The COVID-19 pandemic is disrupting every industry. For the minibus taxi industry, at current level 4 restrictions, limits on operating hours have been relaxed enabling activity between 5am and 7pm, however constraints on passengers per trip and long-distance travel continue to apply.
“Over the past few weeks, the COVID-19 pandemic has highlighted the indispensable nature of the minibus taxi industry as the dominant form of public transport in South Africa,” David Hurwitz, the CEO of JSE-listed Transaction Capital, said on Wednesday.
“This, together with the minibus taxi industry’s defensive character, will assist in its quick recovery and smooth transition to normalised operating activities. Demand for minibus taxi services will be first to benefit as the phased easing of the lockdown progresses and the South African economy re-opens.”
Transaction Capital, South Africa’s taxi financier, owns SA Taxi, which provides finance and insurance to minibus taxi operators, and Transaction Capital Risk Services (TCRS) involved in debt collection and payment processes.
The minibus industry is widely regarded as a sleeping giant. It is defined as a R100 billion industry, with more than 200 000 vehicles and growing, employing more than 600,000 people, transports 15 million commuters per day and accounting for 66% of the country’s public transport traffic.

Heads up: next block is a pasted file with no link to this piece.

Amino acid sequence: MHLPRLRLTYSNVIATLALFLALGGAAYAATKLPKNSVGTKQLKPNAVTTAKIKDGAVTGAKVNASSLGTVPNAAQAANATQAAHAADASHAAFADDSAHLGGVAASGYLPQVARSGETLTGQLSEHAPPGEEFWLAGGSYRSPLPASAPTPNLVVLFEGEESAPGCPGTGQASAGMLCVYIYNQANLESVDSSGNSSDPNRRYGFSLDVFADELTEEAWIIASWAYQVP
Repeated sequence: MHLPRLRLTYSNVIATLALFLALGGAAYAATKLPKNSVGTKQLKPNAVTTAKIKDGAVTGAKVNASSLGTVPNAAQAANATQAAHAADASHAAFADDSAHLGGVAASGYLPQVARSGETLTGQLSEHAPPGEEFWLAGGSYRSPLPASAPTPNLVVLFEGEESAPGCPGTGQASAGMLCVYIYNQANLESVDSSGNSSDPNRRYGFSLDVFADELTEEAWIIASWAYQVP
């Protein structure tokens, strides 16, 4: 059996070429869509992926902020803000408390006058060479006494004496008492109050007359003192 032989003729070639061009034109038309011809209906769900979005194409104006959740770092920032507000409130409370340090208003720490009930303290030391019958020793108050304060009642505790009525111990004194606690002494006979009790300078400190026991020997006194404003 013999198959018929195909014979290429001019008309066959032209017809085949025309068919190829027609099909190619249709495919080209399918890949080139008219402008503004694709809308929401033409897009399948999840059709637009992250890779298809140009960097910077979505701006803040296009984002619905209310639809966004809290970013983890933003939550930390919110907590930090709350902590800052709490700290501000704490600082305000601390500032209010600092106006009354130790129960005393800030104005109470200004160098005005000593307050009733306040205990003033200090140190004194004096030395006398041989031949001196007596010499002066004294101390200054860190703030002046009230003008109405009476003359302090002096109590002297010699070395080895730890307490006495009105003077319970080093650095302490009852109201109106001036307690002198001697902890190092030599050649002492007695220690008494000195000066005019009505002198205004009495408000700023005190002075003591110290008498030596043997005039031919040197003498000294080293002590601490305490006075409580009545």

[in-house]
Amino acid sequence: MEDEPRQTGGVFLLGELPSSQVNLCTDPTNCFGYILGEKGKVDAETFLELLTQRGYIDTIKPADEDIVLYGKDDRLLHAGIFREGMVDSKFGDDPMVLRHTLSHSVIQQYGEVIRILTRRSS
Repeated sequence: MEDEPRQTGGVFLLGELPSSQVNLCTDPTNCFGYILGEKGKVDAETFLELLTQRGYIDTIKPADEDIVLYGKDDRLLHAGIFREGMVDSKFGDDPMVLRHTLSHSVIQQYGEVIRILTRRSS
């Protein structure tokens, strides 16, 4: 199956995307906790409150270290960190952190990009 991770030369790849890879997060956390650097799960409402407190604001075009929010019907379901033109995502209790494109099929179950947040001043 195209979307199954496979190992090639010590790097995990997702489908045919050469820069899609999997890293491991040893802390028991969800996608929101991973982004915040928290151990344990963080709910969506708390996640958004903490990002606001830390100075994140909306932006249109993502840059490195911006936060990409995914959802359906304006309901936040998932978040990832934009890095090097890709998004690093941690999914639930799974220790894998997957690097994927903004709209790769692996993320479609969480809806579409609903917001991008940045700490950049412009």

SA Taxi is vertically integrated into the minibus taxi industry. The South African National Taxi Council (SANTACO), which is a national body which represents the interests of its members who are individual minibus taxi operators, has teamed up with SA Taxi. It owns 25% of SA Taxi.
Transaction Capital believes the minibus taxi industry is defensive and growing with resilient operators.
SA Taxi reported a 36% jump in headline earnings to R282 million for the year ended 31 March 2020, which was a pre-COVID-19 adjustment. But post-COVID-19 adjustment, SA Taxi reported a 8% decline in headline earnings to R191 million.
As of March 2020, SA Taxi had 33 079 taxis on its books, with loans and advances of R11.3 billion, which reflects a 14% increase compared to the previous year.
An increase in impairment provisions of R126 million was recognised by SA Taxi, said Transaction Capital.
The company said the minibus taxi industry is proven as dominant and essential service during COVID-19.
Since 2008, SA Taxi has provided loans of more than R27.5 billion to taxi operators, supporting the creation of 84 890 SMEs, and more than 150 000 direct and 600 000 indirect jobs enabled by the minibus taxi industry, explains Transaction Capital.
A Taxi’s insurance business is the main driver of non-interest revenue.
Transaction Capital said SA Taxi Protect had 31 000 clients insured on its books as of 31 March 2020. The business had R462 million in gross written premium, showing a 16% increase compared to the previous year. The business has 100 broker networks.
“SA Taxi’s business model and market positioning places, it well to serve its clients and will remain highly relevant in the post COVID-19 environment,” said Hurwitz.